I went through so much! Later, I had my 7th surgery, which was in 2007 on my right foot. It was the start of another nightmare! I was told that it would be a 30 minute surgery. I had been put on Coumadin, a blood thinner; due to having a heart attack in 2005. Following that Heart attack, I was diagnosed with Atrial fibrillation. After that, in 2006, I suffered a CVA or stroke. The surgeon didn’t want to take me off of the Coumadin and so she put a blood pressure cuff around my ankle to stop blood flow to the right foot. The surgeon came out and told my husband after 90 minutes, that “once inside, the foot was much more gnarly” than she originally had thought. It took much longer than expected and there was no blood going into my foot during that time. Five days after my surgery, I was hobbling along in our kitchen and suddenly a big golfball sized lump popped out of my ankle and was purple, black and blue instantly! It felt like knives sticking in my ankle and I was writhing in pain. My husband took me to the E. R. but nobody wanted to help me. I sat there crying in so much pain while they “were waiting for another ambulance to come for the girl in the next bed who was “stable”. I was crushed again that no one would help me. We paged the Dr. who did the surgery and left the E. R.! She told us to meet her at the surgery center the next morning. I had to make it through the night like that! It was so much pain! She said that the “synovial joint sac had burst over my ankle joint “ and that is why it was so painful! She gave me Fentanyl Lollipops and told me to take them until the swelling could go down. That would take time & then the pain would lessen, slowly. I went for my 6 week check up and told her that the pain was worse than before I started. She told me that I had “a little RSD” and gave me some “Lyrica” I waited and things got worse and the Lyrica was horrible with nasty side effects. It did nothing but make things worse for me. I went to another Orthopedic Dr. and got a 2nd opinion. He walked by the room and said that my foot looked like “classic RSD” and he sent me directly to a pain clinic.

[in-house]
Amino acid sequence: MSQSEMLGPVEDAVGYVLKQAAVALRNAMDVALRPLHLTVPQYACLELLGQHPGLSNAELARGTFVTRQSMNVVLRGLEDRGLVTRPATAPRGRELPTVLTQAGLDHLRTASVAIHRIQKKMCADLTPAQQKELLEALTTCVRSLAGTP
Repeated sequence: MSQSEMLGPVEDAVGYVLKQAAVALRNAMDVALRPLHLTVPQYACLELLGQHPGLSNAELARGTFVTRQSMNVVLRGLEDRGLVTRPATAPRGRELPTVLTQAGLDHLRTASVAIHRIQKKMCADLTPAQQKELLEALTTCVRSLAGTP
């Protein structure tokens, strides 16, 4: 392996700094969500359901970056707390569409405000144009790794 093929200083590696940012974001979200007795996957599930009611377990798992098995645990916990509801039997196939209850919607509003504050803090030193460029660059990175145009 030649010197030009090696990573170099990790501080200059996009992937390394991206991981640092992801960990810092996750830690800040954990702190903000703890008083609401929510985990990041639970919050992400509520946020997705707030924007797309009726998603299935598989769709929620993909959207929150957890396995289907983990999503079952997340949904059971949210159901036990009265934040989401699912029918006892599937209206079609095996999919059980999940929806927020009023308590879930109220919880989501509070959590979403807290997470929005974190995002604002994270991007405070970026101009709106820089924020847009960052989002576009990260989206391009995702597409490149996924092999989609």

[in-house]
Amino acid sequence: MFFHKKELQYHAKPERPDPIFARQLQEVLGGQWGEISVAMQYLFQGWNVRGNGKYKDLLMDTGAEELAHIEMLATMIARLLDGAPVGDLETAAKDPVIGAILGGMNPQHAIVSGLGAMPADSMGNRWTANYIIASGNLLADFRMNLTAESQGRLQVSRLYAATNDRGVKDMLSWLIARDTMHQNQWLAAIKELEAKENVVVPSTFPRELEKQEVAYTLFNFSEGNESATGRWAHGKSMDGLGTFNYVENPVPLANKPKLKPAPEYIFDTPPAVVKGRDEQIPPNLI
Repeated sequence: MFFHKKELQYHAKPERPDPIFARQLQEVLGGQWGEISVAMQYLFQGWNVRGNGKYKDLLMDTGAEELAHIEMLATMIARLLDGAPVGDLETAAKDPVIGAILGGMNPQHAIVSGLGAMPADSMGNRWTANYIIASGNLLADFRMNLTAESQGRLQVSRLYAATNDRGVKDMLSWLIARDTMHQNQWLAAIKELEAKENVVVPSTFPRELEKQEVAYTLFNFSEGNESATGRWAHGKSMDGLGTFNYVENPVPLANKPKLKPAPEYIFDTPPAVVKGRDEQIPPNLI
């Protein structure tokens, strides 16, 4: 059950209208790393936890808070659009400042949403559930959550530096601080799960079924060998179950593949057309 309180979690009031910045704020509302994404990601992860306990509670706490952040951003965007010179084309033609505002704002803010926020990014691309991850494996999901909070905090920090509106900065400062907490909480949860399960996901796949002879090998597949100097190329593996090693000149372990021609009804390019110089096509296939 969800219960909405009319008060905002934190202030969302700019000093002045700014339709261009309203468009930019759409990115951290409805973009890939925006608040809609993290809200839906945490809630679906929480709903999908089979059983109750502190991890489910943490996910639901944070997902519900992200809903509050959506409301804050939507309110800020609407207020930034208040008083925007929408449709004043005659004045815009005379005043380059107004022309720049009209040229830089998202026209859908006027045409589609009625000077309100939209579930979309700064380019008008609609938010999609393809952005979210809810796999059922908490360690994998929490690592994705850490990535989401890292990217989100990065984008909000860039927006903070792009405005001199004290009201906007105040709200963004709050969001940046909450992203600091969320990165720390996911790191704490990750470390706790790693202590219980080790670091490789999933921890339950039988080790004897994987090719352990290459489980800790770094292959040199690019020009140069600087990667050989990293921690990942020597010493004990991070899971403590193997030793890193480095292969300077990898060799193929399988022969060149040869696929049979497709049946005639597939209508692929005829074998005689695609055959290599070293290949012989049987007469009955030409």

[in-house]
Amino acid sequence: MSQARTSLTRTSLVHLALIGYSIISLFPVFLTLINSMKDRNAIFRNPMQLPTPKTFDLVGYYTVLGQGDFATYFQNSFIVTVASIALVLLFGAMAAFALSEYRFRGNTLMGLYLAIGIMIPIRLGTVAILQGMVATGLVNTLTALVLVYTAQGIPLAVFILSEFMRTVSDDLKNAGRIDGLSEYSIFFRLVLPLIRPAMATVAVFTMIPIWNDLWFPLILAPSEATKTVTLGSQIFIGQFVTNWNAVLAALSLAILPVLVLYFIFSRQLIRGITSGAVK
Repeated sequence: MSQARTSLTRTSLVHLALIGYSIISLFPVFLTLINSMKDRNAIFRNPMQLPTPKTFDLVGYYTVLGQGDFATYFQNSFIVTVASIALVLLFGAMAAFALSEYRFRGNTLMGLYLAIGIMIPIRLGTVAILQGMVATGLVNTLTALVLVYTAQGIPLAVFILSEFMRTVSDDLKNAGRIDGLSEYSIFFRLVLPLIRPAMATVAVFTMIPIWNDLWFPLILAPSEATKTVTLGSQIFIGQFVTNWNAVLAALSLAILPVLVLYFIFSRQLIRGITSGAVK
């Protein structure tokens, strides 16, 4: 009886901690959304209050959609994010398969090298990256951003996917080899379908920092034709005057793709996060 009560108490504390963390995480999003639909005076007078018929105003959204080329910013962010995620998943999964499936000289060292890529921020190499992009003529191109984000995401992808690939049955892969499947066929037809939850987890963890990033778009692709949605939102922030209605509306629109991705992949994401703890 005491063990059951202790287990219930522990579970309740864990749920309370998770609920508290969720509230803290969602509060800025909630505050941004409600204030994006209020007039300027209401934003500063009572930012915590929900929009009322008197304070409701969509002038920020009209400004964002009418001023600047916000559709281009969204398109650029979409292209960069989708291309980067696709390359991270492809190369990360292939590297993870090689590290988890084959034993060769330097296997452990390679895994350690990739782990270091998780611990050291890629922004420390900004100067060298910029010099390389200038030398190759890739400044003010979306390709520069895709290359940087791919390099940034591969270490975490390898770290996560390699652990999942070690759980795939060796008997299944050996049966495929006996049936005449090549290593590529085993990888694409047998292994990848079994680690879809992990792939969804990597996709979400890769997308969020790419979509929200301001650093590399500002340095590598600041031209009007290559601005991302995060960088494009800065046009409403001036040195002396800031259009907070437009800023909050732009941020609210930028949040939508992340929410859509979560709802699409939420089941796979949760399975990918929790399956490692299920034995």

Prior to that MVA, I had only known the pain of abuse, and non physical types of pain. Childbirth was painful because I had 2 C-sections. The second time was a C-section after 43 hours of labor! But it was worth it because I got to have a beautiful baby both times! Also, there was an end to the pain of labor! There is no end to my current pain. The CRPS or “RSD” has gone systemic or full body since my 2nd pacemaker placement in 2013. Everything that could go wrong, has gone wrong. Mostly, because Dr.’s would not listen or had a preconceived notion of me and who I am. But I am strong! I am a survivor and it’s time to listen to me! I’m fighting for the pain patients and I won’t give up.img_3995

Withdrawals And One Week Fentanyl Lollipop Free !!


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Hello Luvs,

Wow…One week has passed….and I have been free of the Fentanyl Lollipops for 7 days now!